How a collection of recipes helped a family heal—and became a gift to others in need
Singer-songwriter Joni Mitchell really got it right when she wrote: “Don’t it always seem to go that you don’t know what you’ve got ‘til it’s gone?”
This was the case for me, my father and my five siblings, when we lost our mother after a sudden and brief illness in September 2011. Mum would have been 81 later that month, and married 59 years.
Her death left all of us, including her 10 grandchildren, facing a huge void. We had always taken for granted the things she did—and the meals she prepared—for us, and had just assumed she would be with us for years to come.
A master of presentation
Mum had always been a busy woman. She was a doting minister’s wife who raised six children and also worked as a real estate agent. She took her role as wife and mother seriously—a fact that was readily apparent at meal times. Over the years, she became what we considered a “master chef.” No recipe was too great a challenge for her.
Every meal in Mum’s house was a masterpiece of execution and presentation. Butter was always in a proper dish, homemade dressings in a cruet, warmed homemade breads or rolls in a basket; plates were always pre-warmed. Every detail, down to the napkin rings, was handled by Mum. As kids, we would get up on a Saturday morning to fresh cinnamon rolls and homemade brown bread. Always, there were desserts to rival those from the best pastry store.
We all eagerly anticipated holiday meals. If you arrived from away, you could count on your favourite foods having been prepared for your arrival. The table was always set with the fine china and a centrepiece of Mum’s design—usually with local holly, flowers or produce—and place cards for each person in attendance.
The Christmas tradition
My grown siblings and I are now scattered—some around the Maritimes, some out West—but at Christmastime, we all looked forward to Mum’s mince tarts or plum puddings arriving by mail. Her parcels always included decorations for us to add to our tables.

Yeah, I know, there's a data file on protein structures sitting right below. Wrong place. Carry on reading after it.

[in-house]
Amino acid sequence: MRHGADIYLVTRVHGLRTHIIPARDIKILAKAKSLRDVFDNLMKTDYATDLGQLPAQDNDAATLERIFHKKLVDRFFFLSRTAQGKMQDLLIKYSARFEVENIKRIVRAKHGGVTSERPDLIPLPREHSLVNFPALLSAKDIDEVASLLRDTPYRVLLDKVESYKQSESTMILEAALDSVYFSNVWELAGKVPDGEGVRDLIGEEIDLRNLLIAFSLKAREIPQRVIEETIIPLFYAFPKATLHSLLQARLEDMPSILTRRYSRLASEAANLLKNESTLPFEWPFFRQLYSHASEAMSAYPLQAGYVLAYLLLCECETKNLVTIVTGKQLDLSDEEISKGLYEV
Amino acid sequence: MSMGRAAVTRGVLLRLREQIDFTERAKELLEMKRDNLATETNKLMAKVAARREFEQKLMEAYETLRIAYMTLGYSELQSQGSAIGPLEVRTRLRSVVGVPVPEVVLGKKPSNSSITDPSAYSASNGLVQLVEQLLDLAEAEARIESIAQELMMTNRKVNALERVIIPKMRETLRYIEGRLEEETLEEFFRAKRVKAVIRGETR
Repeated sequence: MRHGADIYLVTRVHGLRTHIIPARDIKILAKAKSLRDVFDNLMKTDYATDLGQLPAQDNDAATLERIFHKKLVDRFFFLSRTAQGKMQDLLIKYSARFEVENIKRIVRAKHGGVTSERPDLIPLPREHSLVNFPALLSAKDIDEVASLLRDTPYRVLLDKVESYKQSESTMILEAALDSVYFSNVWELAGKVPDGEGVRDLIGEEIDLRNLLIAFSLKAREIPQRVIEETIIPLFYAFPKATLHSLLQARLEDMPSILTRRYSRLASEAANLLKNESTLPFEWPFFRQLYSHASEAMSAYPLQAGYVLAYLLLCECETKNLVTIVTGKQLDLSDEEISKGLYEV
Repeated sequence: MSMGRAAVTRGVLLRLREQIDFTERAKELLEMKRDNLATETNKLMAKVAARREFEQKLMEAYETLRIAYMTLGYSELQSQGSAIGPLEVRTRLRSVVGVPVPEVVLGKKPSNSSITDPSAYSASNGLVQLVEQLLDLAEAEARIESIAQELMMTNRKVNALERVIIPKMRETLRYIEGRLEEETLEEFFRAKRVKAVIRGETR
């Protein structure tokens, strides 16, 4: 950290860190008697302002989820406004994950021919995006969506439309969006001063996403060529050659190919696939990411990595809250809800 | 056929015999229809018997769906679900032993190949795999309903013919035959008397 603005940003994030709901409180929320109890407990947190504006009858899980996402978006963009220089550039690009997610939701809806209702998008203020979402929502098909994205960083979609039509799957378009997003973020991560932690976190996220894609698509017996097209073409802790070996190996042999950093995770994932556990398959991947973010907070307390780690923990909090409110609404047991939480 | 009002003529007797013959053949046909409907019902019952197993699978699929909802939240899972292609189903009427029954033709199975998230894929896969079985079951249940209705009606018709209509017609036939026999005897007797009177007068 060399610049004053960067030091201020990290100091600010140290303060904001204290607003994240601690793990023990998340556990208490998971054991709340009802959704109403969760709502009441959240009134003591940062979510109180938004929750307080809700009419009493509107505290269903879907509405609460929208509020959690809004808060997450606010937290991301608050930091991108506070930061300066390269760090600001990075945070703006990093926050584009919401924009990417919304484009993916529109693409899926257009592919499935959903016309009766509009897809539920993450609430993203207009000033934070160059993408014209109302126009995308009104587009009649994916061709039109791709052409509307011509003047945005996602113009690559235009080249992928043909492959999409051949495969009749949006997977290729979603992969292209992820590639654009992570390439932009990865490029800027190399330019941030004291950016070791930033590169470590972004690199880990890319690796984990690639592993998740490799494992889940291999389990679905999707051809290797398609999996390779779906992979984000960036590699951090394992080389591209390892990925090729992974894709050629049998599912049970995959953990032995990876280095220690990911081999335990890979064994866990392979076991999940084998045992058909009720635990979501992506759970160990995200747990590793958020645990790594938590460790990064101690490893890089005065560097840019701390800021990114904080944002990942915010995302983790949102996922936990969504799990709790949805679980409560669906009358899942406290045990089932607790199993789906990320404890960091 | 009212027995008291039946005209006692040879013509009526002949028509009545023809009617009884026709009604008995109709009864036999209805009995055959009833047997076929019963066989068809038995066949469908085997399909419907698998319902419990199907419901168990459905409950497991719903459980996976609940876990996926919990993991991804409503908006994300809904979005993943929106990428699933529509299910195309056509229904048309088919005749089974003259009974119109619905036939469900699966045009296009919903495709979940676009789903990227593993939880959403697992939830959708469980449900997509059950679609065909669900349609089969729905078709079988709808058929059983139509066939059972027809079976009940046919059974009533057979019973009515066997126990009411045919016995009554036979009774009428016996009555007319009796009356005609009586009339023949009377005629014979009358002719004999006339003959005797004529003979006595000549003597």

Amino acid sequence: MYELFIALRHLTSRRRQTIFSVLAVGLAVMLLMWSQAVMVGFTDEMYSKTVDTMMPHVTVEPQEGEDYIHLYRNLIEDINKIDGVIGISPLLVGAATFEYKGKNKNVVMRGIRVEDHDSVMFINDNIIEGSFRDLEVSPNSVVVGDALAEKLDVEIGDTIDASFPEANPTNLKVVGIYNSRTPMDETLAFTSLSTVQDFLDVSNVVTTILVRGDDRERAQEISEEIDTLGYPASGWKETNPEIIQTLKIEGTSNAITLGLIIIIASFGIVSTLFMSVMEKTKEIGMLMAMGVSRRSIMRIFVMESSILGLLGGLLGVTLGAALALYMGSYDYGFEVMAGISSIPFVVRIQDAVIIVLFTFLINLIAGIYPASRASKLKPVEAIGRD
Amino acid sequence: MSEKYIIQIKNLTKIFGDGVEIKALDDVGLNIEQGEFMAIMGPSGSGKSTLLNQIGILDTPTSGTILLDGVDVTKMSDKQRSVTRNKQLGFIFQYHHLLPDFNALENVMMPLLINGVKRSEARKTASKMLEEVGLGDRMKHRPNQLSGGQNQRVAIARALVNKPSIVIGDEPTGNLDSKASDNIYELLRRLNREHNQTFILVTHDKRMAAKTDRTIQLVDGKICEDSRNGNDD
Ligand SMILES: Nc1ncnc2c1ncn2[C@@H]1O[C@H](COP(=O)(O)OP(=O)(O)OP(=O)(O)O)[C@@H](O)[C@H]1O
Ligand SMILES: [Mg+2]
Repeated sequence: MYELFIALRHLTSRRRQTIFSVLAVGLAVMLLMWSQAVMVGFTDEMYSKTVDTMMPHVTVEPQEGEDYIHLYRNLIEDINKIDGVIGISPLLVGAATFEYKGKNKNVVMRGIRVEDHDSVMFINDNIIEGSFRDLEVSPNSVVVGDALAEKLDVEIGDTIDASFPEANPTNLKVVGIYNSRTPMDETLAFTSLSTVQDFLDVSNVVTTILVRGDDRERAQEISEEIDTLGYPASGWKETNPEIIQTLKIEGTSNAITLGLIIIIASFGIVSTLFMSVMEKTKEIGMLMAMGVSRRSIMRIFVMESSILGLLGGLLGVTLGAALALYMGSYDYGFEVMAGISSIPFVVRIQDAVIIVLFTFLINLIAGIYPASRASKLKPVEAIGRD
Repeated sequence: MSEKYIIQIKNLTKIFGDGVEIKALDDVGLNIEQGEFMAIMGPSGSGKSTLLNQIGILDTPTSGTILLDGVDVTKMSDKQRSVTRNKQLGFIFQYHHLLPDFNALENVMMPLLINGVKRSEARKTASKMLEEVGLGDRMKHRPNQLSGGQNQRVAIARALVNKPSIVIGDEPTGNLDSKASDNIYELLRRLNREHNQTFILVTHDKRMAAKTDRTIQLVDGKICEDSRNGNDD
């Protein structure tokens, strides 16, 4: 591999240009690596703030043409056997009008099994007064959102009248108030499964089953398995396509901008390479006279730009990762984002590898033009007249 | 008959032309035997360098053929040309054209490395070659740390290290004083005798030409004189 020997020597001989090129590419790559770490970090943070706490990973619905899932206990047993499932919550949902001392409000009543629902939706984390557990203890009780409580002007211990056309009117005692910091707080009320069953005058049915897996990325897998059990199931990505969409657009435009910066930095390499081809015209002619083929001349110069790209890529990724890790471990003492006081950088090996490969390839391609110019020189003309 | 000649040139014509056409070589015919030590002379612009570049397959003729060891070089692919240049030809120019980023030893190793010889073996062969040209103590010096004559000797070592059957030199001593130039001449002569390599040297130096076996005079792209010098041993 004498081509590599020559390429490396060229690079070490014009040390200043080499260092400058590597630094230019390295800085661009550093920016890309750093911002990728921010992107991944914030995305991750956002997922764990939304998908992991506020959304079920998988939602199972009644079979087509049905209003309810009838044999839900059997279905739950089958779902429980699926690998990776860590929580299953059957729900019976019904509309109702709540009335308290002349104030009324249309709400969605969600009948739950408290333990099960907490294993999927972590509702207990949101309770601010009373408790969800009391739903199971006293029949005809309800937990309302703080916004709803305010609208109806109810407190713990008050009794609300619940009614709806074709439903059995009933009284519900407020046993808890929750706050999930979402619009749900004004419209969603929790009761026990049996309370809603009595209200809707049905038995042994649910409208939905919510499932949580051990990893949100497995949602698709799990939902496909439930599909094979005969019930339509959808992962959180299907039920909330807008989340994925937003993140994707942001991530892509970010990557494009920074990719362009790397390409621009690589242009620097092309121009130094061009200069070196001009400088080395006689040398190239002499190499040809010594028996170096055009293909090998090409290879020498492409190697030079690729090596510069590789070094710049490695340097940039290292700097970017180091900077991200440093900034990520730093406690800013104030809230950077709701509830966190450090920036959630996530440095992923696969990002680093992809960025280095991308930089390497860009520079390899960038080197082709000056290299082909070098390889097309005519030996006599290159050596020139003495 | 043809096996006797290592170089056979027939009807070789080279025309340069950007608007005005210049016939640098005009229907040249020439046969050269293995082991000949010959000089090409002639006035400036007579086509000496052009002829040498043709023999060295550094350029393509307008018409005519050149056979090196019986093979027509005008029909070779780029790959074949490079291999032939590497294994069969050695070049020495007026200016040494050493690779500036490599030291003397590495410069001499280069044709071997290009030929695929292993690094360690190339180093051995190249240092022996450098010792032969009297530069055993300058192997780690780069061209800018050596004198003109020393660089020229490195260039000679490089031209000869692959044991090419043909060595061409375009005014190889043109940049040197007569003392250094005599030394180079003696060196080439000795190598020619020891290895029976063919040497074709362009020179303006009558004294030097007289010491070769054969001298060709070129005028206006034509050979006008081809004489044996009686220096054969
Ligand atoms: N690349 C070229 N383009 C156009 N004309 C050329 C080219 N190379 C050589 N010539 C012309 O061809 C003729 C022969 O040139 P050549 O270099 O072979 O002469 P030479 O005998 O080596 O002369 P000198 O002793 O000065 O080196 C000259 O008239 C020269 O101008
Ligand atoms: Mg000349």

Those of us who lived close enough would be at Mum’s table each year to share in the celebration. Her table was always adorned with Christmas crackers; we had to pull the tabs until they snapped, then unwrap them to reveal a small prize, a party hat and a joke. We all wore the tissue hats through the meal, but had to set the joke aside until after dinner.
Dinner was always a huge roast turkey, vegetables from her garden, gravy and stuffing—all of it made with care and love. Everyone looked forward to her homemade sherbet, pies and plum pudding—even if plum pudding was not their thing. Rum, or some other alcohol, would be poured over the pudding just before it was brought to the table; it was then lit on fire to warm it, and presented with proper spectacle.
At the end of the meal, we all relaxed by the fire and sang Christmas carols, celebrating as a family—tissue-paper hats still on our heads. These meals became a tradition, and we were always in awe of how seamlessly she made it all work.
Honouring Mum’s memory
In the year of Mum’s unexpected passing, the family came together for Christmas, but we struggled with how to honour her memory, and how to continue her much-loved traditions. A family friend suggested that we make up a cookbook of her recipes and share it among family members.
My sister, Anne, and I began to go through the recipes in Mum’s cookbooks, and those on her computer. We scanned some of the recipes she had written in her own hand. Family members were asked to submit quotes about her cooking, which were to be included in the book. We didn’t want to make the book too large, but we wanted it to represent her tireless efforts.
It eventually took shape—Mum’s hand certainly guided me as I compiled it—and it came out better than we could have hoped. We decided to have 12 copies printed for Mum’s children and older grandchildren, plus a few for Dad.
Everyone loved it, but no one was more moved by the book than Dad. He wanted very much to honour Mum’s traditions, and this book soon become a means to that end. Dad proposed that we offer some copies to the members of Mum’s church community at St. Paul’s Anglican Church in Rothesay, NB—a church function had never been complete until Mum came with something she had made, and the parish family was well aware of her cooking prowess. Dad’s idea was to sell the cookbooks and donate the proceeds to the Saint John food bank, in Mum’s honour.
We put a notice in the church bulletin and immediately got 36 orders; after two weeks, we had 67. Members of another parish, where Dad had worked, heard about the book, and asked if they too could sell the books as a fundraiser. After three weeks, we had orders for 120 books.
This was far beyond any expectation we had when we set out to compile Mum’s recipes. The book—sprinkled with photos and quotes from family—had originally been intended as a memory book. However, it had become a tribute to the talented cook—and the wonderful person—that my mother was.
Now, it serves to remind us all how much a well-prepared and well-presented meal can bring a family together—no matter how far apart they may be.
This homemade brown bread—warm out of the oven, with butter—[is] the best bread on the planet. We’ve never found a bakery that comes close, although many try. ~Richard Trivett, son.